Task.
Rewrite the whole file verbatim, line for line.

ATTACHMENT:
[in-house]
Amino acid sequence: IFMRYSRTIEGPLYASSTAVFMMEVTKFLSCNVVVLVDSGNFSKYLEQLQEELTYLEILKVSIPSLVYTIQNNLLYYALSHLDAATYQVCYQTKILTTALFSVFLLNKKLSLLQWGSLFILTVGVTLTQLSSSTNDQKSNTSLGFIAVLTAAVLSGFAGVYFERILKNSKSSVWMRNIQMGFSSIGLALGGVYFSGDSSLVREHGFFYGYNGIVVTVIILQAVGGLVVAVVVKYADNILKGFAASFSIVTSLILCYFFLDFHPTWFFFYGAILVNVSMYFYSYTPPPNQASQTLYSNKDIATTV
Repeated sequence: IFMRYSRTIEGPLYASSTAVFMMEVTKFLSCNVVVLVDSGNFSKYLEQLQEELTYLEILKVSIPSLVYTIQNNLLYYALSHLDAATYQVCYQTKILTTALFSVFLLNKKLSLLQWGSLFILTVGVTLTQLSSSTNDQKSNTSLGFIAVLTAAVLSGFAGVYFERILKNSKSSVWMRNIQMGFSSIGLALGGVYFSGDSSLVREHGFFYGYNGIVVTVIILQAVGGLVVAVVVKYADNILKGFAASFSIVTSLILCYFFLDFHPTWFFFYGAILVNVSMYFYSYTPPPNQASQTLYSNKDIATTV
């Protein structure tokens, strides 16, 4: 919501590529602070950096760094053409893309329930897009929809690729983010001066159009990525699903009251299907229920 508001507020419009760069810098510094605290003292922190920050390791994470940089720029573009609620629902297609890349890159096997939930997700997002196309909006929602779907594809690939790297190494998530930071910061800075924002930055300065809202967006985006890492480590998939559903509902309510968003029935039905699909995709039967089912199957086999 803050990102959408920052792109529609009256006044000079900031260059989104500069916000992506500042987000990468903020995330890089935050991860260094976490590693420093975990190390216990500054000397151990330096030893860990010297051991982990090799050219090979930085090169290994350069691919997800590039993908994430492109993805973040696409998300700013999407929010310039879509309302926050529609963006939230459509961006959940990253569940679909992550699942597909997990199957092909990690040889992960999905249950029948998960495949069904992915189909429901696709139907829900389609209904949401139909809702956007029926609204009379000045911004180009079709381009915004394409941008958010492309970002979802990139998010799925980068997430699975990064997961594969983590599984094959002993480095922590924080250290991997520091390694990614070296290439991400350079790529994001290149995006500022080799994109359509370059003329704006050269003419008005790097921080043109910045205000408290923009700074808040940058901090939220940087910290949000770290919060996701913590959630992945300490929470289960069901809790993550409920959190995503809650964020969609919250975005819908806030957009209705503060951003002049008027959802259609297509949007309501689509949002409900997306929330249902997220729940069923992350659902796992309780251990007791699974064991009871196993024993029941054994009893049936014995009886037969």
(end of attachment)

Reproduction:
[in-house]
Amino acid sequence: IFMRYSRTIEGPLYASSTAVFMMEVTKFLSCNVVVLVDSGNFSKYLEQLQEELTYLEILKVSIPSLVYTIQNNLLYYALSHLDAATYQVCYQTKILTTALFSVFLLNKKLSLLQWGSLFILTVGVTLTQLSSSTNDQKSNTSLGFIAVLTAAVLSGFAGVYFERILKNSKSSVWMRNIQMGFSSIGLALGGVYFSGDSSLVREHGFFYGYNGIVVTVIILQAVGGLVVAVVVKYADNILKGFAASFSIVTSLILCYFFLDFHPTWFFFYGAILVNVSMYFYSYTPPPNQASQTLYSNKDIATTV
Repeated sequence: IFMRYSRTIEGPLYASSTAVFMMEVTKFLSCNVVVLVDSGNFSKYLEQLQEELTYLEILKVSIPSLVYTIQNNLLYYALSHLDAATYQVCYQTKILTTALFSVFLLNKKLSLLQWGSLFILTVGVTLTQLSSSTNDQKSNTSLGFIAVLTAAVLSGFAGVYFERILKNSKSSVWMRNIQMGFSSIGLALGGVYFSGDSSLVREHGFFYGYNGIVVTVIILQAVGGLVVAVVVKYADNILKGFAASFSIVTSLILCYFFLDFHPTWFFFYGAILVNVSMYFYSYTPPPNQASQTLYSNKDIATTV
């Protein structure tokens, strides 16, 4: 919501590529602070950096760094053409893309329930897009929809690729983010001066159009990525699903009251299907229920 508001507020419009760069810098510094605290003292922190920050390791994470940089720029573009609620629902297609890349890159096997939930997700997002196309909006929602779907594809690939790297190494998530930071910061800075924002930055300065809202967006985006890492480590998939559903509902309510968003029935039905699909995709039967089912199957086999 803050990102959408920052792109529609009256006044000079900031260059989104500069916000992506500042987000990468903020995330890089935050991860260094976490590693420093975990190390216990500054000397151990330096030893860990010297051991982990090799050219090979930085090169290994350069691919997800590039993908994430492109993805973040696409998300700013999407929010310039879509309302926050529609963006939230459509961006959940990253569940679909992550699942597909997990199957092909990690040889992960999905249950029948998960495949069904992915189909429901696709139907829900389609209904949401139909809702956007029926609204009379000045911004180009079709381009915004394409941008958010492309970002979802990139998010799925980068997430699975990064997961594969983590599984094959002993480095922590924080250290991997520091390694990614070296290439991400350079790529994001290149995006500022080799994109359509370059003329704006050269003419008005790097921080043109910045205000408290923009700074808040940058901090939220940087910290949000770290919060996701913590959630992945300490929470289960069901809790993550409920959190995503809650964020969609919250975005819908806030957009209705503060951003002049008027959802259609297509949007309501689509949002409900997306929330249902997220729940069923992350659902796992309780251990007791699974064991009871196993024993029941054994009893049936014995009886037969």